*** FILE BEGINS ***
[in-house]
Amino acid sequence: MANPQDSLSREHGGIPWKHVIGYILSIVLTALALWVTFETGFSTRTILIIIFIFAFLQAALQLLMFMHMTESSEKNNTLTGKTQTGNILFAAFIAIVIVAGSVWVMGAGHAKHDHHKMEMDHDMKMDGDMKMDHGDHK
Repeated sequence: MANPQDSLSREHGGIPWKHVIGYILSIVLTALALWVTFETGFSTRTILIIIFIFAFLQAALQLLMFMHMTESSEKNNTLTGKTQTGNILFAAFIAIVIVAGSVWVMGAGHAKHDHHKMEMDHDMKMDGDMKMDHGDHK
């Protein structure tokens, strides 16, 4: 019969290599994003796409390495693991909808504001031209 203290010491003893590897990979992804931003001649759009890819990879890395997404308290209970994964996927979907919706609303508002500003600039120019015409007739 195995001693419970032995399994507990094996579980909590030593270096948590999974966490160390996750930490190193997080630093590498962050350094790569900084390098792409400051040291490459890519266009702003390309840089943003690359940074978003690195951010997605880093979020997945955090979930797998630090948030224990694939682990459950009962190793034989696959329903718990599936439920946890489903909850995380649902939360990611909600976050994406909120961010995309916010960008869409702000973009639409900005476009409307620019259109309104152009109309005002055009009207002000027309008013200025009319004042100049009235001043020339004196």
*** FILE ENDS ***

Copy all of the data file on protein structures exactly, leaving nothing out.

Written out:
[in-house]
Amino acid sequence: MANPQDSLSREHGGIPWKHVIGYILSIVLTALALWVTFETGFSTRTILIIIFIFAFLQAALQLLMFMHMTESSEKNNTLTGKTQTGNILFAAFIAIVIVAGSVWVMGAGHAKHDHHKMEMDHDMKMDGDMKMDHGDHK
Repeated sequence: MANPQDSLSREHGGIPWKHVIGYILSIVLTALALWVTFETGFSTRTILIIIFIFAFLQAALQLLMFMHMTESSEKNNTLTGKTQTGNILFAAFIAIVIVAGSVWVMGAGHAKHDHHKMEMDHDMKMDGDMKMDHGDHK
């Protein structure tokens, strides 16, 4: 019969290599994003796409390495693991909808504001031209 203290010491003893590897990979992804931003001649759009890819990879890395997404308290209970994964996927979907919706609303508002500003600039120019015409007739 195995001693419970032995399994507990094996579980909590030593270096948590999974966490160390996750930490190193997080630093590498962050350094790569900084390098792409400051040291490459890519266009702003390309840089943003690359940074978003690195951010997605880093979020997945955090979930797998630090948030224990694939682990459950009962190793034989696959329903718990599936439920946890489903909850995380649902939360990611909600976050994406909120961010995309916010960008869409702000973009639409900005476009409307620019259109309104152009109309005002055009009207002000027309008013200025009319004042100049009235001043020339004196």